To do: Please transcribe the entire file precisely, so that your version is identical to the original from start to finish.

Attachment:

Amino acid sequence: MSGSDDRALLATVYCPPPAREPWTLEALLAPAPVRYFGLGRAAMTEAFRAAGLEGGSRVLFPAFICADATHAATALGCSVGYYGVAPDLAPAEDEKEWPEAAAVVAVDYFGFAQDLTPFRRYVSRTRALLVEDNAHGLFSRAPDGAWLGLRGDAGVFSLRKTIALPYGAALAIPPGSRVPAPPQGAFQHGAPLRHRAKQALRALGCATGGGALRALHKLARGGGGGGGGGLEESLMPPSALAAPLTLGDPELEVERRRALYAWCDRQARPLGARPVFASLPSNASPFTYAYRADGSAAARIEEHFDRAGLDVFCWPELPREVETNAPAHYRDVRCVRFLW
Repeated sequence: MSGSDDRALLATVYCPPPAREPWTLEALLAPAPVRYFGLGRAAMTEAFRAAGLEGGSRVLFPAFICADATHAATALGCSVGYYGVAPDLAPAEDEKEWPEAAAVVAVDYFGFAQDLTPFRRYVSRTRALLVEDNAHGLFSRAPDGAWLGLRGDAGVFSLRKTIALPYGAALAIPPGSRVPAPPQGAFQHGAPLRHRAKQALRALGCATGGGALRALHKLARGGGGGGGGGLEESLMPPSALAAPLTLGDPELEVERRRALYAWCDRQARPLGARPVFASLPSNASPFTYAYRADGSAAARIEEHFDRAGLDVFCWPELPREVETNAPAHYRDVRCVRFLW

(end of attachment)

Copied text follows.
Amino acid sequence: MSGSDDRALLATVYCPPPAREPWTLEALLAPAPVRYFGLGRAAMTEAFRAAGLEGGSRVLFPAFICADATHAATALGCSVGYYGVAPDLAPAEDEKEWPEAAAVVAVDYFGFAQDLTPFRRYVSRTRALLVEDNAHGLFSRAPDGAWLGLRGDAGVFSLRKTIALPYGAALAIPPGSRVPAPPQGAFQHGAPLRHRAKQALRALGCATGGGALRALHKLARGGGGGGGGGLEESLMPPSALAAPLTLGDPELEVERRRALYAWCDRQARPLGARPVFASLPSNASPFTYAYRADGSAAARIEEHFDRAGLDVFCWPELPREVETNAPAHYRDVRCVRFLW
Repeated sequence: MSGSDDRALLATVYCPPPAREPWTLEALLAPAPVRYFGLGRAAMTEAFRAAGLEGGSRVLFPAFICADATHAATALGCSVGYYGVAPDLAPAEDEKEWPEAAAVVAVDYFGFAQDLTPFRRYVSRTRALLVEDNAHGLFSRAPDGAWLGLRGDAGVFSLRKTIALPYGAALAIPPGSRVPAPPQGAFQHGAPLRHRAKQALRALGCATGGGALRALHKLARGGGGGGGGGLEESLMPPSALAAPLTLGDPELEVERRRALYAWCDRQARPLGARPVFASLPSNASPFTYAYRADGSAAARIEEHFDRAGLDVFCWPELPREVETNAPAHYRDVRCVRFLW